The author states that the purpose of the book is to “reassess the value of tradition with respect to Mark as Gospel writer, interpreter of Peter and evangelist to Africa (14).” By first exploring Mark’s family tree, a plausible stance for Mark’s African origin is set, followed by examination of ancient documents that verify Mark’s ministerial presence in Africa.

The author references four classic texts that attest to the narrative of Mark. These are the Coptic liturgy, Martyrium Marci, Sawirus bin al-Muqaffa of al-Ashmunein, and Anba Shenouda III (current patriarch of Alexandria), (61). The Synaxaries, accounts of Saints and/or martyrs, of the Coptic liturgy particularly maintain the distinction that Mark was the first in Africa; “as with Peter in Rome, it gives Mark the foremost place among apostolic figures for Africa (61).” Further, Synaxaries from various locations and varying dialects agree, affirming the ecumenical nature of the texts (62).

The next phase of argument reconstructs Marks identity supported in the Gospel accounts and from the perspective of African memory. Suggesting plausible friend and familial relationships, the author exposes the African viewpoint which sees Mark in a more prominent role than is traditionally perceived (82ff), culminating in the African mosaic of the Lord’s Supper and Pentecost according to Mark (90ff).

Similarly, the African memory of Mark “has not hesitated to speculate that Mark was deeply involved, along with Peter, at some undefined points in this immense transition of paleo-Christianity from Jerusalem to Antioch and beyond (123),” and sharing the Gospel with the Greeks (125). According to the prescribed standards of Euro-American historicity, of course, “these nuances should be ignored for lack of hard evidence. But from an African perspective they are viewed as providential and confirming (93).”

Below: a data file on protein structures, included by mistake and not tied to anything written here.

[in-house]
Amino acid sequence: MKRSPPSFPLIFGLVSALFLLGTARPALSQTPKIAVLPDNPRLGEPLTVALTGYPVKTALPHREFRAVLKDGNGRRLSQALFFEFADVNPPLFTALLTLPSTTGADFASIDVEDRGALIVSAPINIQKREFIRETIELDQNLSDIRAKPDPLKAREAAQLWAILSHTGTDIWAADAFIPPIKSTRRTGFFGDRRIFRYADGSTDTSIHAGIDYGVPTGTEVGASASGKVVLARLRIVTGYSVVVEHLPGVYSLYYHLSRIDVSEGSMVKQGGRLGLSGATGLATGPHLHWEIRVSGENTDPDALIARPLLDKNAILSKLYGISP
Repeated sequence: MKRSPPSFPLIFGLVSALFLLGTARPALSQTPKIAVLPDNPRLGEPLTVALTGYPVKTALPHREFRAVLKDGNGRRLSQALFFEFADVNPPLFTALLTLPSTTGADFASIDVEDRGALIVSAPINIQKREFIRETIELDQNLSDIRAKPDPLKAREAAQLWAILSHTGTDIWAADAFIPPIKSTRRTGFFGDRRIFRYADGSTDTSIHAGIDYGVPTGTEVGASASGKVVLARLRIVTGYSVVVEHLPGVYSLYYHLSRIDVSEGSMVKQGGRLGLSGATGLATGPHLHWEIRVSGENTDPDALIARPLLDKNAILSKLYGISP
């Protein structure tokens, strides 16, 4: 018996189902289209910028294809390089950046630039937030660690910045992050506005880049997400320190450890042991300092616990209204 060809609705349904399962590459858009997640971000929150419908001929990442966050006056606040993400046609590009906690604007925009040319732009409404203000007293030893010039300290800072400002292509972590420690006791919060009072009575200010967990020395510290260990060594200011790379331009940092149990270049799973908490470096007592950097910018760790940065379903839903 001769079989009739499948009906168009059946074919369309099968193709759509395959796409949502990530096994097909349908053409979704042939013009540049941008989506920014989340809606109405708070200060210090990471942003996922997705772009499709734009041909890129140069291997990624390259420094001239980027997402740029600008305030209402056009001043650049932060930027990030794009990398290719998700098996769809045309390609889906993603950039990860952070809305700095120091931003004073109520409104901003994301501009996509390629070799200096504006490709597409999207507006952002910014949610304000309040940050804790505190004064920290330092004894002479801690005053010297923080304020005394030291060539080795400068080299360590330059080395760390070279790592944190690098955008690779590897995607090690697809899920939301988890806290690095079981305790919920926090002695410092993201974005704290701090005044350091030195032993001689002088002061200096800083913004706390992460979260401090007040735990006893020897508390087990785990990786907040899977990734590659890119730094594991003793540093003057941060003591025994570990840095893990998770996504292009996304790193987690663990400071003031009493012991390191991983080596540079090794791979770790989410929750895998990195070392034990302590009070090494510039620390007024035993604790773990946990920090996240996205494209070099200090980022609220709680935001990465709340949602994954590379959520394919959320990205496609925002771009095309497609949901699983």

In establishing the role of Mark as a pivotal in the establishment of Christianity, the author utilizes the language of the Coptic Synaxarion to demonstrate that Mark’s house was: the first Christian church, where the Passover meal was served, where the disciples hid after the death of Christ, and where the birth of the Church occurred at Pentecost (94). Affirmed by the author are the significant implications for African Christianity if such formational Christian events truly have a direct African heritage provided in the family of Mark.

Such implications, however, are more readily accepted as implied in African memory than by the more suspicious Western counterpart. However, the author strives to combine the African memory with traditional Western approaches to Mark’s Gospel sequence ultimately by not disregarding either perspective (123).

The African memory of Mark relies heavily on the relationship between Peter and Mark, and therefore establishing the connection between the church established in Rome with the church established in Alexandria (134). With the churches in Rome and Alexandria being founded nearly simultaneously (174), African memory holds to a general acceptance of the Gospel message being proclaimed worldwide; “the same good news was proclaimed in Africa on the premise that it was not ‘another gospel’ but the identical gospel that had been preached by the apostles in Roman Asia and Europe … The unity of European and African Christianity is embodied in the close relation of Peter and Mark (134).” Considering the size and prominence of North Africa in the first century AD, the Gospel message could not avoid being carried to such a prominent continent in the known world (137).